Mater Dei’s GU Clinic is currently trialing the use of point-of-care testing for HIV and syphilis but they still need around 600 more applicants, all of whom must be men who have sex with men, to help them out.
Point-of-care testing, or POC tests, are rapid-response tests that allow for patients to retrieve results from blood samples within a shorter time than what it would normally take.
Currently, the GU clinic asks patients to call back for test results within one to two weeks. But an effort between Mater Dei and the World Health Organisation is seeking to prove the efficacy of these new testing methods and eventually introduce them to Malta’s hospitals.
POC tests are quick and easy to do and some even offer results within 20 minutes. Mater Dei is hoping to trial these tests on another 600 men who have sex with men, not specifically gay men only.
As HIV rates in Malta rose by a staggering 50% in 2018 and the country was confirmed as having the second-highest rate of Syphilis in the EU over the summer, tensions still wary over the conditions of allowing gay men to donate blood and the need for more staff within the GU clinic itself, the trials come at a time of potential reforms within the department.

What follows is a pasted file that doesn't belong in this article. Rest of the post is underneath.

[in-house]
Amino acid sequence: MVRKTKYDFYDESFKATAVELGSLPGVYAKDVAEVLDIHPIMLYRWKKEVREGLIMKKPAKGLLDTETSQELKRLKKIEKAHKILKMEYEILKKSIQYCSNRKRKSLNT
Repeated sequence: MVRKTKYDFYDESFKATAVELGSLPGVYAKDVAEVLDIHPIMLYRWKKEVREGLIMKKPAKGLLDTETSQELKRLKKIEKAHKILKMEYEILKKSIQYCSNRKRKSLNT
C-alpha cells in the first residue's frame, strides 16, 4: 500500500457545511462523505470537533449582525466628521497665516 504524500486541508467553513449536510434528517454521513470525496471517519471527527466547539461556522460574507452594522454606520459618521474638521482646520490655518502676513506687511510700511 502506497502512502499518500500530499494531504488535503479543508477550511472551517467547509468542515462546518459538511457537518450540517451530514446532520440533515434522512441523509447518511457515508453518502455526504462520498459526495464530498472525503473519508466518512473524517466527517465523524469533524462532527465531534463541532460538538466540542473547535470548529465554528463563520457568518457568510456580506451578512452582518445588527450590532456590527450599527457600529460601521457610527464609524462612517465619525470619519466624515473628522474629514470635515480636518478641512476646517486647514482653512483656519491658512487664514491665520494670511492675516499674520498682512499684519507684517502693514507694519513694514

There are a total of two projects currently set up to assist the studies of these tests in Malta, one targeting their use for HIV and Syphilis and the other for Chlamydia and Gonorrhea.
The requirements for those interested in applying to help with the tests, irrelevant of their current HIV or Syphilis status, are simple: you must fall into the category of men who have sex with men, you must be over 18 and you must not have been previously trialled in the same projects.
It is understood that gay men in Malta cannot donate blood without being celibate for a period fo 12 months. With more efficient blood testing at our disposal, who’s to say we won’t soon see this shorten?
Anyone who wishes to take part may kindly email their contact details to [email protected] or call Mater Dei’s GU Clinic for more information.